At night I waitressed at the China Winds. I wasn’t particularly good at this either, but the Chinese waiter, Danny, covered for me, bringing out the dishes I forgot, reminding me about picking up orders. The kitchen was hot and full of smoke. The old Chinese cooks squatted on their haunches over large black woks in the back, telling singsong stories to one another, laughing and smoking cigarettes.
“That place you work,” Mrs. Lawson called it, wrinkling her nose. “It’s disgusting. You can smell the grease from the tennis club!”
This made Charlie, the owner of China Winds, laugh. He was short and fat, with permed hair and a jade ring on his little finger. “These rich snobs,” he said, “they hate Chinese smells. Fight like hell to keep us out.”
It was true that when I came home at night my hair was thick with the smell of grease, but I liked the food—all I could eat of shrimp lo mein and fried rice, or beef with broccoli when Chang, the number one cook, thought I looked tired—and I liked the disorderliness of the kitchen, the roaring blue gas flames that heated the woks, the shouting in Chinese, the running in and out of orders, the jokes I could not understand.
Late at night the loneliness came, sweeping through the dark like the beam from the Sankaty Head lighthouse. I went out to listen to the waves, sometimes descending the bluff to sit on the beach. I got letters from Webb, charming and full of endearments, which I kept in a 9 x 12 manila envelope by the bed.
One night when business was slow, Charlie took the toothpick out of his mouth and pointed to Danny, the waiter. “Nothing going on here,” he said. “Take her to Chanticleer for dinner tonight. On me. Take my car. “
Danny looked shyly at me from behind his wire-rimmed glasses. I stared at Charlie, who had taken a roll of money from his pocket and was stripping off twenties one by one, laying them in Danny’s hand.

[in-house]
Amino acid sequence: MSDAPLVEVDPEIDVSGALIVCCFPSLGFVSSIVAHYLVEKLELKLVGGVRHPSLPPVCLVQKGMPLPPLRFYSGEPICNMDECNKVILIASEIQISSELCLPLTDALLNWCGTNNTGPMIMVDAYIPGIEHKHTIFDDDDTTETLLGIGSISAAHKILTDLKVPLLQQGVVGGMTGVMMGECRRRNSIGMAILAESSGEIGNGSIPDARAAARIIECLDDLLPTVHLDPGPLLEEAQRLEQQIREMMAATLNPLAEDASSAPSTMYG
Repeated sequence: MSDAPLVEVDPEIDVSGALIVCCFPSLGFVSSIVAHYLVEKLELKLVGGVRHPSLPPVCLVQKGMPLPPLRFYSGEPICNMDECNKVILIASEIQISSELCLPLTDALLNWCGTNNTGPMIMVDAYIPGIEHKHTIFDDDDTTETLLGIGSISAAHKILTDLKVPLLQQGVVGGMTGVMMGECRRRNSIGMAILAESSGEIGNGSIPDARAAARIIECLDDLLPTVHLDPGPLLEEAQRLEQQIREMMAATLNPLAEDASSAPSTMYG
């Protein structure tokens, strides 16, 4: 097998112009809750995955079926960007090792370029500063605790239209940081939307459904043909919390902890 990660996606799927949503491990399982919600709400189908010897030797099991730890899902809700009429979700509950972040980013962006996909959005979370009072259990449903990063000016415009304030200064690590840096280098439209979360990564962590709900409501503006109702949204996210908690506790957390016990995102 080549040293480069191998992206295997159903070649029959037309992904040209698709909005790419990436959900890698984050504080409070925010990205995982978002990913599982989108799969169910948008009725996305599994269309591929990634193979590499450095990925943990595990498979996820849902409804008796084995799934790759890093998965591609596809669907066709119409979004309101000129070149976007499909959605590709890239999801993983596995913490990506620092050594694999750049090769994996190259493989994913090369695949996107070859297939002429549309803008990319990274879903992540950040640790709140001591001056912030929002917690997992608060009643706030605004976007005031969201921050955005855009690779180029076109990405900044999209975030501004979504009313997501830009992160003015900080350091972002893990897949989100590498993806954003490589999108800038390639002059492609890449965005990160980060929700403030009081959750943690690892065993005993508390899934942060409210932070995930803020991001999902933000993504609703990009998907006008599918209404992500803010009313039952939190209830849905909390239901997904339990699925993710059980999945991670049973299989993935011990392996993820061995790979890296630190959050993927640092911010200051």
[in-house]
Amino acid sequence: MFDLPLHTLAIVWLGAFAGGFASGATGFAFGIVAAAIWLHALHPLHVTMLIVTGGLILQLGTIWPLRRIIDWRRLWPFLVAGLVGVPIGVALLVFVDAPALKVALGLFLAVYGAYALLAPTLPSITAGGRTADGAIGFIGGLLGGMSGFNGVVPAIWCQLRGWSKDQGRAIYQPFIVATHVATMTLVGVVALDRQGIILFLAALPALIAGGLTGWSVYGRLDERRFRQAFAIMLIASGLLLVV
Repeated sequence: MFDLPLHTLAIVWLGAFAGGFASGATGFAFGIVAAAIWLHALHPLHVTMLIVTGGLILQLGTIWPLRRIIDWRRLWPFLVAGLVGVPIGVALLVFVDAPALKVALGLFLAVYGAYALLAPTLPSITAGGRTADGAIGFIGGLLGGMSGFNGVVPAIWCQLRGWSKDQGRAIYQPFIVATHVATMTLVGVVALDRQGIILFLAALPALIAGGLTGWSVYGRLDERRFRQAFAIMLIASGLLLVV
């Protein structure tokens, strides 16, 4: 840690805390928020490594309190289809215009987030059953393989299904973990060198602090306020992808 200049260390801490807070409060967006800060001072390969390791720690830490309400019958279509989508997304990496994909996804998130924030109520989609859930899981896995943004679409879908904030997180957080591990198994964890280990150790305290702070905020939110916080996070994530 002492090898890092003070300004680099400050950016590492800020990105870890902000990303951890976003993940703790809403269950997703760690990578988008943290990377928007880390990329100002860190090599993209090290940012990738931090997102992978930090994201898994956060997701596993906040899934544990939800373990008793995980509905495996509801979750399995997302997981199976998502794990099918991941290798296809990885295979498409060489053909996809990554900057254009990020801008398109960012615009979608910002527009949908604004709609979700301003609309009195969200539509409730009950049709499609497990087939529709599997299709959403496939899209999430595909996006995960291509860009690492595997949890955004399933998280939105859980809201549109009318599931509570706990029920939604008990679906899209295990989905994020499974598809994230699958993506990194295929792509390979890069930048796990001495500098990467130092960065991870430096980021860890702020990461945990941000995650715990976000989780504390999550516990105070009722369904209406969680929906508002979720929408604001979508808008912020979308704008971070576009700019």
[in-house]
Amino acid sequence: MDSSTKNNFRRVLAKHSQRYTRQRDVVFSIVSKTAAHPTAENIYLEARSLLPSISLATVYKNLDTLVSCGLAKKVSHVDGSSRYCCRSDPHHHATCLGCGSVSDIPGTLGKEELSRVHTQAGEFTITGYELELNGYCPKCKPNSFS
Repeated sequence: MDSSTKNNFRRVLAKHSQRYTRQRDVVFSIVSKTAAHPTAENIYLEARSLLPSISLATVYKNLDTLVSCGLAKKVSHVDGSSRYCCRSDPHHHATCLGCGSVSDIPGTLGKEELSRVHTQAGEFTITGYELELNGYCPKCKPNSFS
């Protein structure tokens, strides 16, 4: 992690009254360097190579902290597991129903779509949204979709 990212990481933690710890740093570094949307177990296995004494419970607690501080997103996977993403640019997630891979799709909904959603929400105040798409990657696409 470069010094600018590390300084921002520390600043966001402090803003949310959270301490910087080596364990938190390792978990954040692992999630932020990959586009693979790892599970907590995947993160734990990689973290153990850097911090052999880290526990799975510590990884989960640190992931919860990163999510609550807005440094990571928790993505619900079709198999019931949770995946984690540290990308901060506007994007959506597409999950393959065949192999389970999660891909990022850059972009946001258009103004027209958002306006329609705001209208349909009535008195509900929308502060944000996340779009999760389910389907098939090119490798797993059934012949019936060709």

“But it might get busy, Charlie,” I protested.
He shrugged. “Wednesday slow night,” he said. “Go. Have a good time.” He tossed Danny the car keys.
Danny drove me home to change. I took a quick shower and put on my one fancy black dress with a pearl necklace. He picked me up twenty minutes later wearing a tan suit that was too large for him. His hair was cut like a bowl, with bangs that hung in his eyes.
“You look nice,” Danny said, glancing at me and turning back to the road.
I realized we had never really said much to each other. It was always too hectic at work. He would bring me the dish of plum sauce I’d forgotten, and I would thank him, going out the swinging door. He would be crouched on a wooden crate, stringing beans for the cooks, and would look up at me and smile. He was a good waiter, in the restaurant sense, quick and agile, but in another sense, too, he seemed to wait, with something in his face of patience, of sharp-eyed watching.
At the Chanticleer, there were awkward silences. He seemed ill at ease; his hands went over the edge of the tablecloth, smoothing and re-smoothing it, as though he were ironing. I could see people looking at us curiously, at the Oriental couple out to dinner. I wished I were with Webb.
The wine steward came and Danny ordered a $50 bottle of champagne.
“Charlie is certainly generous,” I said.
“That’s his problem,” Danny said, nodding vigorously. “We work together at a restaurant in New York. Same thing. Can’t make money, he always giving it away. “
He put his elbows on the table. “Like he hired you,” he went on, “and I’m glad, but we had Hong and Lonnie and me already. You came and he said, ‘Boys, I’m going to hire her because she’s Oriental and she’s pretty and customers will like her.”‘
I laughed. “Well, I knew it couldn’t have been my waitressing credentials.”
Danny shook his head. “You the worst waitress I ever saw,” he said. “Terrible.” His dark eyes shone with delight.
“Your parents didn’t teach you Korean?” Danny asked as he drove me home.
He shook his head. “For Chinese,” he said, “such a thing would be impossible.”
“I grew up in an all-white neighborhood, ” I said. “I guess they thought I’d never need it.”
He turned into the Lawsons’ driveway and turned the motor off. “You ever been to Korea?”
“When I was six. For three weeks. All I remember is my uncle killing eels in the courtyard of my grandfather’s house, and later eating them for dinner. And being scared of my grandfather. He was dying of emphysema. He would yell at me and my cousins in this raspy voice and then have a coughing fit.